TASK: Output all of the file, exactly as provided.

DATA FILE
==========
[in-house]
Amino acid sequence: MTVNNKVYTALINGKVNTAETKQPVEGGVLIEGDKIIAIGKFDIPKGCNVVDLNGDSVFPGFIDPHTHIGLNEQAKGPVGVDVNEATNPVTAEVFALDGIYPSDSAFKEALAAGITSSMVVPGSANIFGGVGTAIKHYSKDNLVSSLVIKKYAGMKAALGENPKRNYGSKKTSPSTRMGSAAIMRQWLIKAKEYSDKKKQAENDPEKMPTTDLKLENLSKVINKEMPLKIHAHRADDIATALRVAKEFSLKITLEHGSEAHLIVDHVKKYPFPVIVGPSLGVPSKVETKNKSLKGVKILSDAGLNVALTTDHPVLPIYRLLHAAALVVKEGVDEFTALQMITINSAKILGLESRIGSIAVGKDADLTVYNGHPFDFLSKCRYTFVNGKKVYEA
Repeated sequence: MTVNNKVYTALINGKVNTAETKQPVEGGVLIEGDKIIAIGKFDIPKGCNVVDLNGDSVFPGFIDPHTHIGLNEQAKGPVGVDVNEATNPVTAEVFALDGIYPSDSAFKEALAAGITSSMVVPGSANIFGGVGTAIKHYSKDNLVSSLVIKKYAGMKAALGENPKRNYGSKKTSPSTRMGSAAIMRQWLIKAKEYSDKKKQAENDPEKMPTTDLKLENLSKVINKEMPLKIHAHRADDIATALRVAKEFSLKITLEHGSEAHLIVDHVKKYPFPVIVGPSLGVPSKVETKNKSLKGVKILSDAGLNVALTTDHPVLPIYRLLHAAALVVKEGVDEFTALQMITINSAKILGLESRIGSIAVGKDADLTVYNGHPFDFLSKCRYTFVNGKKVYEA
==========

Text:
[in-house]
Amino acid sequence: MTVNNKVYTALINGKVNTAETKQPVEGGVLIEGDKIIAIGKFDIPKGCNVVDLNGDSVFPGFIDPHTHIGLNEQAKGPVGVDVNEATNPVTAEVFALDGIYPSDSAFKEALAAGITSSMVVPGSANIFGGVGTAIKHYSKDNLVSSLVIKKYAGMKAALGENPKRNYGSKKTSPSTRMGSAAIMRQWLIKAKEYSDKKKQAENDPEKMPTTDLKLENLSKVINKEMPLKIHAHRADDIATALRVAKEFSLKITLEHGSEAHLIVDHVKKYPFPVIVGPSLGVPSKVETKNKSLKGVKILSDAGLNVALTTDHPVLPIYRLLHAAALVVKEGVDEFTALQMITINSAKILGLESRIGSIAVGKDADLTVYNGHPFDFLSKCRYTFVNGKKVYEA
Repeated sequence: MTVNNKVYTALINGKVNTAETKQPVEGGVLIEGDKIIAIGKFDIPKGCNVVDLNGDSVFPGFIDPHTHIGLNEQAKGPVGVDVNEATNPVTAEVFALDGIYPSDSAFKEALAAGITSSMVVPGSANIFGGVGTAIKHYSKDNLVSSLVIKKYAGMKAALGENPKRNYGSKKTSPSTRMGSAAIMRQWLIKAKEYSDKKKQAENDPEKMPTTDLKLENLSKVINKEMPLKIHAHRADDIATALRVAKEFSLKITLEHGSEAHLIVDHVKKYPFPVIVGPSLGVPSKVETKNKSLKGVKILSDAGLNVALTTDHPVLPIYRLLHAAALVVKEGVDEFTALQMITINSAKILGLESRIGSIAVGKDADLTVYNGHPFDFLSKCRYTFVNGKKVYEA